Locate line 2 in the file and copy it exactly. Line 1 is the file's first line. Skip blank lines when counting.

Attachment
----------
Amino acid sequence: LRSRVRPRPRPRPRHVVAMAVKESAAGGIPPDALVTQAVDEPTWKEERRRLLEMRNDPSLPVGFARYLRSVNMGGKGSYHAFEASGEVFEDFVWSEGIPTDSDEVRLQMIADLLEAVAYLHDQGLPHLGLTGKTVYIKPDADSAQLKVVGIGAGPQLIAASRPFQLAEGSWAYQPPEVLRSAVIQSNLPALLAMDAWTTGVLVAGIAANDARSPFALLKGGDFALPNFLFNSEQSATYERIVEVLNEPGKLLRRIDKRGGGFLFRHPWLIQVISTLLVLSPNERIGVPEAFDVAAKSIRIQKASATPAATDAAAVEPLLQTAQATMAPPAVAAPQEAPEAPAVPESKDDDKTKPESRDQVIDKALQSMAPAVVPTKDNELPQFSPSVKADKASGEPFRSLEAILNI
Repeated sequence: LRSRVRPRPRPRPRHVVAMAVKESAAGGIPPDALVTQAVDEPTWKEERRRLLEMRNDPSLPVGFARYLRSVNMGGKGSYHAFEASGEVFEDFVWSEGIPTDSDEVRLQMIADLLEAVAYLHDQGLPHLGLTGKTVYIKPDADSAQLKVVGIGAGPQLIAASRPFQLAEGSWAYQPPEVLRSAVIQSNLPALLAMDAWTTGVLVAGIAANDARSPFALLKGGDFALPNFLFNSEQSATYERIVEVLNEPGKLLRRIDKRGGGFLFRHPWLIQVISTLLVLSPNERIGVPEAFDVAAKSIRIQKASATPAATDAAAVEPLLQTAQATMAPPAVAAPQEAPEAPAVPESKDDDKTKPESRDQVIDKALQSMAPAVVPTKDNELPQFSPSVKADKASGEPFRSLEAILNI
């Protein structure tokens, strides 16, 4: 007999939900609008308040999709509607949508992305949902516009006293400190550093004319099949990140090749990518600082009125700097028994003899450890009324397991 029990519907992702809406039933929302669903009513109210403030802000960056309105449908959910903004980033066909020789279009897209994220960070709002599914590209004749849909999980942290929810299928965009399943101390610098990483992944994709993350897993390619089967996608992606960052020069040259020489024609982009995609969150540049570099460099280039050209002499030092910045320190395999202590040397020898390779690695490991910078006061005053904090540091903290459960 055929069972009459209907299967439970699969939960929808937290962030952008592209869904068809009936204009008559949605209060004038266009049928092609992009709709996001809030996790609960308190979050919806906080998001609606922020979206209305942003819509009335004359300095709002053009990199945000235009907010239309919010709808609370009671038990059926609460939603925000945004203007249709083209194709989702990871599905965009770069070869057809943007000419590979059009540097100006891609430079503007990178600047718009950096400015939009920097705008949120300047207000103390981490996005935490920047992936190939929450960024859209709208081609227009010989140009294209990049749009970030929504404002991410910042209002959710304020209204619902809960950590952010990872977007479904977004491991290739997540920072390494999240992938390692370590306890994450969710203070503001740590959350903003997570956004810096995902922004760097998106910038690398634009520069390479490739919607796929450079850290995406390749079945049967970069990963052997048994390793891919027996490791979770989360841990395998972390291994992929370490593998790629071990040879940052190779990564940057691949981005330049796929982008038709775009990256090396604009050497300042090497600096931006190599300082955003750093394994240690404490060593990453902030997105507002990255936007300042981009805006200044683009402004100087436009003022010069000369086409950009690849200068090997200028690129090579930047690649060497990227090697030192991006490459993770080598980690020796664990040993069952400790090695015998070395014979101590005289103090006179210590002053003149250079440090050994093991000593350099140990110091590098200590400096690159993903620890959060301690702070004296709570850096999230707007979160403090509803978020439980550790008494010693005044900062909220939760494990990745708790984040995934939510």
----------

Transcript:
Repeated sequence: LRSRVRPRPRPRPRHVVAMAVKESAAGGIPPDALVTQAVDEPTWKEERRRLLEMRNDPSLPVGFARYLRSVNMGGKGSYHAFEASGEVFEDFVWSEGIPTDSDEVRLQMIADLLEAVAYLHDQGLPHLGLTGKTVYIKPDADSAQLKVVGIGAGPQLIAASRPFQLAEGSWAYQPPEVLRSAVIQSNLPALLAMDAWTTGVLVAGIAANDARSPFALLKGGDFALPNFLFNSEQSATYERIVEVLNEPGKLLRRIDKRGGGFLFRHPWLIQVISTLLVLSPNERIGVPEAFDVAAKSIRIQKASATPAATDAAAVEPLLQTAQATMAPPAVAAPQEAPEAPAVPESKDDDKTKPESRDQVIDKALQSMAPAVVPTKDNELPQFSPSVKADKASGEPFRSLEAILNI